Climate Change impact on Business Leadership and Planning

As we watch the news of enormous red dust clouds over Arizona and Australia due to record drought, the discovery of the record melting of Icebergs in Greenland at a rate that the IPCC models failed to predict, record temperatures being set in northern and western Canada, record flooding in Atlanta which is sweeping people and vehicles away and  record wild-fires in California all at the same time, in addition to the recent first time ever passage of a commercial German vessel through the north east passage without an icebreaker, along with record flooding this year in Taiwan, Burma, and Vietnam, if there was any doubt left that we are experiencing climate change, there certainly isn’t anymore. And anyone who believes that it’s not caused by human activities simply isn’t accepting reality.

The question now is, how will the world be impacted and how will businesses respond? Although there is still far too much rhetoric, even the world leaders at the UN Summit on Climate Change preceding the Copenhagen meeting, most notably Obama noting that “the old habits, the old arguments are irrelevant”, are beginning to speak seriously about the issue. Even China, which understandably refuses hard targets in the light of excessive energy usage and emissions from developed countries, is taking a leadership role in developing solar, wind and other renewable energy sources.

 The question is not about whether changes in business will occur: the question is, what will drive business the most? Will there be sufficient agreement on policy and limits at the global or national government levels or will the change in the earth’s environment itself be the greatest imputus for business to adapt and what will that mean for business?

For example: Policy on climate change will almost certainly lead to cap and trade systems for carbon emissions in North America and other developed and developing countries which will require businesses to begin measuring their outputs and create a new market. Gas mileage targets will help to reduce the fuel consumption and overall emissions, incentives for the expanded use of electric and plug-in hybrid vehicles along with incentives for generation and installation of renewable energy sources and development of carbon capture technologies, will no doubt, continue to expand so called “green” markets.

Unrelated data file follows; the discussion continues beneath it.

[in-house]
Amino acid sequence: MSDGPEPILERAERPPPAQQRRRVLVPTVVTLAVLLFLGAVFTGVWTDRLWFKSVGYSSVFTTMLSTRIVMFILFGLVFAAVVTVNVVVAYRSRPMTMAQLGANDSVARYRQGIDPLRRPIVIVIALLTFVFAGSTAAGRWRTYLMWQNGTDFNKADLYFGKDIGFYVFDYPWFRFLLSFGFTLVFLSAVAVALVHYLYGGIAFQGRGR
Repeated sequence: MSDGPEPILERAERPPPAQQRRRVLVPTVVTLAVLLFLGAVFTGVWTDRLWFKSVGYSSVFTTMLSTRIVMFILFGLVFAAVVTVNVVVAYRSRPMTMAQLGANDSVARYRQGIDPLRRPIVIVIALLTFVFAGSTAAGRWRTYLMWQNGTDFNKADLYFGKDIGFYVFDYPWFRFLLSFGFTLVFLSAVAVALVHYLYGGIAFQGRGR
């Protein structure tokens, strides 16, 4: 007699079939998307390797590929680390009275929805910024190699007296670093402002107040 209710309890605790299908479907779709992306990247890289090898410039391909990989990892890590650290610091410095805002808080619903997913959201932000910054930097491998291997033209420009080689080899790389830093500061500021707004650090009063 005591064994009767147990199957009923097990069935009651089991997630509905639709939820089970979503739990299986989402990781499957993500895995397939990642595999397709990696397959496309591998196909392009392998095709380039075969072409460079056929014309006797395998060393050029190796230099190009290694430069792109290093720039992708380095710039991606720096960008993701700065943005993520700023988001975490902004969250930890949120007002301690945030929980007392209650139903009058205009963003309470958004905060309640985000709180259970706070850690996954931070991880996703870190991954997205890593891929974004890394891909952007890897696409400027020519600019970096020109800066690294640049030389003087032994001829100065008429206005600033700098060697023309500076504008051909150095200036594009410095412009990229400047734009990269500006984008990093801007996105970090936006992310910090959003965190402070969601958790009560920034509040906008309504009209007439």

But all the policy change in the world will likely fall short of the rapidity of change based on observable events and an even larger market is likely to emerge in the business of climate change mitigation. The difference in this market is that it will call upon business leaders to make considerations that they have never made in the past. A global demand for ethics will demand that business leaders begin to consider the personal impact of their leadership upon the environment and humanity as part of their business model. What was previously accepted as common place business practice, even what we now consider acceptable carbon emissions, will begin to be viewed as irresponsible and possibly even criminal from a retrospective view. Just as many people were fooled in war-time situations to ignore their sense of ethics and adopt unacceptable and inhumane behaviours, and then were later charged for crimes against humanity, I have little doubt we will begin to see an increase in cases where business leaders who ignore what is now becoming blatently obvious and who continue to lead the worst poluting businesses and possibly even political leaders who fail to act in the face of clear scientific evidence will eventually be held responsible for criminal behaviour and jailed for not taking more steps to mitigate circumstances which have already lead to disastrous results for millions but which only continue to increase. Those who committed crimes against humanity in the past also falsely convinced themselves of the efficacy of their actions until after they were eventually called to account.

In addition, as changes in the climate begin to impact businesses and people world wide, it is likely that we will all be called upon to take actions that we now consider unlikely or even unthinkable.  Considering the fact that glaciers which supply billions of people with life giving waters are disappearing at alarming rates and are likely to be gone within 10 to 15 years, we can be relatively sure that we are facing mass migration, increased pressure on global water supplies and increased charges for the energy required in attempts to alleviate disasterous changes and human suffering.